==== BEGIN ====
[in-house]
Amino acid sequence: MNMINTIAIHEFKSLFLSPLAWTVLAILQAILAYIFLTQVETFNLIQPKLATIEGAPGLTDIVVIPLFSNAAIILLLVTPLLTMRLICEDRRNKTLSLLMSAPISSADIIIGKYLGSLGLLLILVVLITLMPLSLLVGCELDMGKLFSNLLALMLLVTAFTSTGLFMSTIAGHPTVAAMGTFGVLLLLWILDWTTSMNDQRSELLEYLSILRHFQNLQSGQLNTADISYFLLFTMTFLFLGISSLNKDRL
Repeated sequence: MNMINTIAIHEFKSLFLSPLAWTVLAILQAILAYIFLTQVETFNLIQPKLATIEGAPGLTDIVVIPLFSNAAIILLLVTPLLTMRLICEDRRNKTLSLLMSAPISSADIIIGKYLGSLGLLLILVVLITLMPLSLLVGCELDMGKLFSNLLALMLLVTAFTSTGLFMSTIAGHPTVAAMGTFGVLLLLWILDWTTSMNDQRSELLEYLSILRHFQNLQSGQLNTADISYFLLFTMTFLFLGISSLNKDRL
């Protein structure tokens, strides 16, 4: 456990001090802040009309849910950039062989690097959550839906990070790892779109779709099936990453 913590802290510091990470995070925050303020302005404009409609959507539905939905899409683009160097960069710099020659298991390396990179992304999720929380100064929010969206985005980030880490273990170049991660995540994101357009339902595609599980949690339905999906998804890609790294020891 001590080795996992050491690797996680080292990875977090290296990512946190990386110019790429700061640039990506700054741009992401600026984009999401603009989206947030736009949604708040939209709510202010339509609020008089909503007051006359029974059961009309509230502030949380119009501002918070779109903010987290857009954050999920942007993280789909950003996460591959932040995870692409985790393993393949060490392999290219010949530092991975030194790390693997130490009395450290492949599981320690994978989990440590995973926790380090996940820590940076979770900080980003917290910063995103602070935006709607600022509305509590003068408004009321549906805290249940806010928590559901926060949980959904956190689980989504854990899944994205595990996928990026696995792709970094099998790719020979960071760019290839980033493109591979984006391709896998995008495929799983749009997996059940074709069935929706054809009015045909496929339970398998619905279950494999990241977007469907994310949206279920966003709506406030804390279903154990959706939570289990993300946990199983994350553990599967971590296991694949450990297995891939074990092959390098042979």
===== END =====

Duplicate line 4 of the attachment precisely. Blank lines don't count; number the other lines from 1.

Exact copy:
């Protein structure tokens, strides 16, 4: 456990001090802040009309849910950039062989690097959550839906990070790892779109779709099936990453 913590802290510091990470995070925050303020302005404009409609959507539905939905899409683009160097960069710099020659298991390396990179992304999720929380100064929010969206985005980030880490273990170049991660995540994101357009339902595609599980949690339905999906998804890609790294020891 001590080795996992050491690797996680080292990875977090290296990512946190990386110019790429700061640039990506700054741009992401600026984009999401603009989206947030736009949604708040939209709510202010339509609020008089909503007051006359029974059961009309509230502030949380119009501002918070779109903010987290857009954050999920942007993280789909950003996460591959932040995870692409985790393993393949060490392999290219010949530092991975030194790390693997130490009395450290492949599981320690994978989990440590995973926790380090996940820590940076979770900080980003917290910063995103602070935006709607600022509305509590003068408004009321549906805290249940806010928590559901926060949980959904956190689980989504854990899944994205595990996928990026696995792709970094099998790719020979960071760019290839980033493109591979984006391709896998995008495929799983749009997996059940074709069935929706054809009015045909496929339970398998619905279950494999990241977007469907994310949206279920966003709506406030804390279903154990959706939570289990993300946990199983994350553990599967971590296991694949450990297995891939074990092959390098042979």